There are limits to what can be achieved by rational thought. "In the process of approaching reality we inevitably reach a stage which is beyond thought, where mere intellection becomes helpless and we can only intuitively experience it." 8 Actors must have faith in their own intuition and talent. Without it they will lack the courage to create. "A chief characteristic of this courage is that it requires a centredness within our own being without which we could feel ourselves to be a vacuum." 9 Spiritual strength allows actors to overcome fears and take risks. It allows them to tap into a rich vein of creativity with the knowledge that there is something beyond the five senses. Other societies that have produced great art have had a strong mythological and spiritual base from which to draw. We do not. Therefore it seems logical that we exploit available sources from other cultures to make up for this lack in our own. This notion was put to me by David Smukler, Head of the National Voice Intensive and a member of the Theatre faculty of York University. In an interview he suggested the following rationale for what he felt was a growing trend:

Teachers use the spirituality of other cultures to form a frame work for the work because we have abandoned in this century any kind of real structure. The majority of the world has moved away from an organized system of belief. So they are without a structure to back up the events of life. Because we have lost all structure we have this gaping hole in us that was called spirituality. We look at the actor and we used to have a very strong spiritual tradition in our theatre. Even in the nonreligious theatre there were spiritual traditions. What has happened in the twentieth century, Margaret Mead and others have talked about this, we have taken the arts and moved them out of the society, we've separated them, made them culture.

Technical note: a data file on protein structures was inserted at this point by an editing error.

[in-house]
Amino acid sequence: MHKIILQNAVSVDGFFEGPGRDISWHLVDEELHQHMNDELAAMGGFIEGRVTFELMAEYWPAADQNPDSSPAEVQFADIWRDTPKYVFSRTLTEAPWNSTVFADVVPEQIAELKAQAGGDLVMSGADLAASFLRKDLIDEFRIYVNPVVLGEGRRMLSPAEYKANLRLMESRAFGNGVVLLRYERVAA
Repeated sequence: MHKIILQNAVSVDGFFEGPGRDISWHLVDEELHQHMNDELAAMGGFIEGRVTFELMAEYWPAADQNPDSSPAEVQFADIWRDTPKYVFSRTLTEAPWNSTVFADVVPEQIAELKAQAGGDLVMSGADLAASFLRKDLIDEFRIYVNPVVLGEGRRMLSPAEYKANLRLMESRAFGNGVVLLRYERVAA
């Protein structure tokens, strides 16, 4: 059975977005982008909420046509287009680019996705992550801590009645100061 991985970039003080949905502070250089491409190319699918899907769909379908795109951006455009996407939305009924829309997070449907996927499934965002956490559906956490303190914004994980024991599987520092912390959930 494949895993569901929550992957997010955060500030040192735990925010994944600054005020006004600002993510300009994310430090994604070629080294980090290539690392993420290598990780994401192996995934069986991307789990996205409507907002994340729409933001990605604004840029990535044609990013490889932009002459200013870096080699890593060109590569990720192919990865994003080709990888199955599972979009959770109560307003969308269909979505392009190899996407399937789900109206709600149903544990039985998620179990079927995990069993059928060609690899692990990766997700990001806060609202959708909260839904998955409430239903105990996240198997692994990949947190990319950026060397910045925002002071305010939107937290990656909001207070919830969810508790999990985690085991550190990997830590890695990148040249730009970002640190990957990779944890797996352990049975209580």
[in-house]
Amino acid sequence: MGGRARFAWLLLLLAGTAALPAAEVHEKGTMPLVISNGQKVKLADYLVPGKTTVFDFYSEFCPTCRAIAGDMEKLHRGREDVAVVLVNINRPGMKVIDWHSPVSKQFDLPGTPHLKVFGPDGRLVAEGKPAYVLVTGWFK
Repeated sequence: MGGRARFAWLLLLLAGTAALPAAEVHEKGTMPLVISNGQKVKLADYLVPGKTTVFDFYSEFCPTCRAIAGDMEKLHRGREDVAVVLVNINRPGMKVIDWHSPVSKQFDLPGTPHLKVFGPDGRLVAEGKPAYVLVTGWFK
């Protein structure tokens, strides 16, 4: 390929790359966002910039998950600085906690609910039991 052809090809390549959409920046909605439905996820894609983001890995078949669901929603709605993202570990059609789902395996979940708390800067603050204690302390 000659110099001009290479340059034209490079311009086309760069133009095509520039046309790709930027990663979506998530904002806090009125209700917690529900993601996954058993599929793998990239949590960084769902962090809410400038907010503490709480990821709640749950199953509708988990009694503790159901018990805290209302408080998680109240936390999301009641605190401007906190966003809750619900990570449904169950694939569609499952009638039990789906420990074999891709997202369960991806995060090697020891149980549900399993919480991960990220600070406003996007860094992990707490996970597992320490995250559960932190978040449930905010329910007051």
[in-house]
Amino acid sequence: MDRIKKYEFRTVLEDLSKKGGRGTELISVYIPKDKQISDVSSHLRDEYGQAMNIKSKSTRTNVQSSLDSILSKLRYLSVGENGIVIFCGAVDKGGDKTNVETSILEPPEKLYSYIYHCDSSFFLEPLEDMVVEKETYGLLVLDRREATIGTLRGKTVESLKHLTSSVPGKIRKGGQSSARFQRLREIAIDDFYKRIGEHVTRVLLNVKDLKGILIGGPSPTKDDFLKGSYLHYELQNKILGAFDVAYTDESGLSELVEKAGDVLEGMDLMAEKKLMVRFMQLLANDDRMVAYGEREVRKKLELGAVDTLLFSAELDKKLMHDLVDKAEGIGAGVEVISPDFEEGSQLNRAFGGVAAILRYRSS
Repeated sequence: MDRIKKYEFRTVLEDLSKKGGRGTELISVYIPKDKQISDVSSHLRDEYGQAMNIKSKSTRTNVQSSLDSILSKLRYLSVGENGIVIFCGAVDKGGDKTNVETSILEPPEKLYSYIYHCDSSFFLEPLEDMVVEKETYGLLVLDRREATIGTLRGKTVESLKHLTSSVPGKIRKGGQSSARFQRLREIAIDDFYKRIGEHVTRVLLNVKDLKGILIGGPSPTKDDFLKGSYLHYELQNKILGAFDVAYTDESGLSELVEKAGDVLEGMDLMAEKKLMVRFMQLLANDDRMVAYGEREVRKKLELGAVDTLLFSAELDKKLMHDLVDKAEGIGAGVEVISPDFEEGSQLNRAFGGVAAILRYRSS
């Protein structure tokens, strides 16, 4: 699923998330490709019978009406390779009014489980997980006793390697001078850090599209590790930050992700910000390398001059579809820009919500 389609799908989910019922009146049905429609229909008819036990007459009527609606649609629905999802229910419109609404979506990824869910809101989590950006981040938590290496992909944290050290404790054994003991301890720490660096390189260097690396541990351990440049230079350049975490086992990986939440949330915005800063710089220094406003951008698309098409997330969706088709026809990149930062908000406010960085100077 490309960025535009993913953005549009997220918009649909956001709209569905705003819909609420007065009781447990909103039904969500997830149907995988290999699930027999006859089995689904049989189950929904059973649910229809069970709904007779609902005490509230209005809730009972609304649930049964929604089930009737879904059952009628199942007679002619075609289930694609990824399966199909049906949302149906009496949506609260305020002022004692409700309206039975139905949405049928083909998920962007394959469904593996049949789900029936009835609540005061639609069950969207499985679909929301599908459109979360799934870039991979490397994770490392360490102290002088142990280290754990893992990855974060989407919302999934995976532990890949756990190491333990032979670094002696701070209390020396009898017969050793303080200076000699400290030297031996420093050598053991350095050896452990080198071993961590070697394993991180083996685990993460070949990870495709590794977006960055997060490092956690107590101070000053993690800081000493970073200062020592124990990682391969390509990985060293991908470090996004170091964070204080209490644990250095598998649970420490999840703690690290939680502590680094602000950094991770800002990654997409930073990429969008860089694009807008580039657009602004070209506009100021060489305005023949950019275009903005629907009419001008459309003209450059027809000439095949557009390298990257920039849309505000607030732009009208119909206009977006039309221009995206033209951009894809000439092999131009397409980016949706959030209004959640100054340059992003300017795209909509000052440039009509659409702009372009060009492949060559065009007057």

Our students come to us with wounds instead. They have all these experiences and psychological awareness and no way to process it, no structure. Whether one agrees or disagrees with the structure there are no structures to rebel against. So the religion and spirituality of the mid-twentieth century has become psychology. And that's not working. People are looking at all the things we investigated in the twentieth century and are saying, 'They are not working, they're not working.' So you start looking at the other traditions, to help us get some sense of what is going on. 10

For Smukler, using the spirituality of other cultures in his teaching comes out of the needs of his students and their mutual search for a structure. It is this structure that provides actors with the link between the psychological, the physical, and the intuitive.

It is not only the emotional life of the actor that can benefit from this cross-fertilization of cultures. Their physical bodies need to be reanimated and brought into union with the mental and emotional facets of their instruments. They need to examine their posture, tensions and habits that have been accumulated over a lifetime. Actors must find some way of breaking free of the strictures placed on them by the society in which they live. It is a society that does not easily lend itself to creativity. Michael Chekov, considered by many to be the father of the modern theatre school, complains:

Under the influence of materialistic concepts, the contemporary actor is constantly and out of sheer necessity suborned into the dangerous practice of eliminating the psychological elements for his art and overestimating the significance of the physical. Thus, as he sinks deeper and deeper into this artistic milieu, his body becomes less and less animated, more and more shallow, dense, puppet-like, and in extreme cases even resembles some kind of automaton of his mechanistic age. Cold, analytical, materialistic thinking tends to throttle the urge to imagination. 11